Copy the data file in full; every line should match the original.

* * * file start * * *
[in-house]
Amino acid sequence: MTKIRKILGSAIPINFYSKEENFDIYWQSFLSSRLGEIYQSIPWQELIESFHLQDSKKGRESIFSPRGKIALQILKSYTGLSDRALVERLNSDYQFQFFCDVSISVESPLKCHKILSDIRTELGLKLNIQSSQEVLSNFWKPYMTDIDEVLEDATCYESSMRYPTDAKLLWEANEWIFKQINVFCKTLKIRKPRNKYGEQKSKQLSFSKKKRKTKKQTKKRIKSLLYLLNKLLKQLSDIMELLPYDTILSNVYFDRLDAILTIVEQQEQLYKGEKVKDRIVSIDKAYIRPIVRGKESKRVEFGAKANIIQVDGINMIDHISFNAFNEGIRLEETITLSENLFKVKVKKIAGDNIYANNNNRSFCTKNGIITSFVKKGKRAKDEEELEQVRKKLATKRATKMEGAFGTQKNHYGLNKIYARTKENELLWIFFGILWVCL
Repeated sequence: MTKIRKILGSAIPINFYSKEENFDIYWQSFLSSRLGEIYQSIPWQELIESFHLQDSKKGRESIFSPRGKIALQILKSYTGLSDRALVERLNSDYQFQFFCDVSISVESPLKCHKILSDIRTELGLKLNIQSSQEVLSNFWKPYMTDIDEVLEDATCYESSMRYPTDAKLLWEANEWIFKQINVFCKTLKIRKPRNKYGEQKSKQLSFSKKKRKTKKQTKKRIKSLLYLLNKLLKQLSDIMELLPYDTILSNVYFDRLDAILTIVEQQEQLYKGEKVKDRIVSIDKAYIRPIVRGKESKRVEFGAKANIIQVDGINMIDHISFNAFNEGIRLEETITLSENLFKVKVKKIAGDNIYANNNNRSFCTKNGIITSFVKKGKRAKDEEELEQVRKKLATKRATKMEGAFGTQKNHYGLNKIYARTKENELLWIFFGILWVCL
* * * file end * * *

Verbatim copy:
[in-house]
Amino acid sequence: MTKIRKILGSAIPINFYSKEENFDIYWQSFLSSRLGEIYQSIPWQELIESFHLQDSKKGRESIFSPRGKIALQILKSYTGLSDRALVERLNSDYQFQFFCDVSISVESPLKCHKILSDIRTELGLKLNIQSSQEVLSNFWKPYMTDIDEVLEDATCYESSMRYPTDAKLLWEANEWIFKQINVFCKTLKIRKPRNKYGEQKSKQLSFSKKKRKTKKQTKKRIKSLLYLLNKLLKQLSDIMELLPYDTILSNVYFDRLDAILTIVEQQEQLYKGEKVKDRIVSIDKAYIRPIVRGKESKRVEFGAKANIIQVDGINMIDHISFNAFNEGIRLEETITLSENLFKVKVKKIAGDNIYANNNNRSFCTKNGIITSFVKKGKRAKDEEELEQVRKKLATKRATKMEGAFGTQKNHYGLNKIYARTKENELLWIFFGILWVCL
Repeated sequence: MTKIRKILGSAIPINFYSKEENFDIYWQSFLSSRLGEIYQSIPWQELIESFHLQDSKKGRESIFSPRGKIALQILKSYTGLSDRALVERLNSDYQFQFFCDVSISVESPLKCHKILSDIRTELGLKLNIQSSQEVLSNFWKPYMTDIDEVLEDATCYESSMRYPTDAKLLWEANEWIFKQINVFCKTLKIRKPRNKYGEQKSKQLSFSKKKRKTKKQTKKRIKSLLYLLNKLLKQLSDIMELLPYDTILSNVYFDRLDAILTIVEQQEQLYKGEKVKDRIVSIDKAYIRPIVRGKESKRVEFGAKANIIQVDGINMIDHISFNAFNEGIRLEETITLSENLFKVKVKKIAGDNIYANNNNRSFCTKNGIITSFVKKGKRAKDEEELEQVRKKLATKRATKMEGAFGTQKNHYGLNKIYARTKENELLWIFFGILWVCL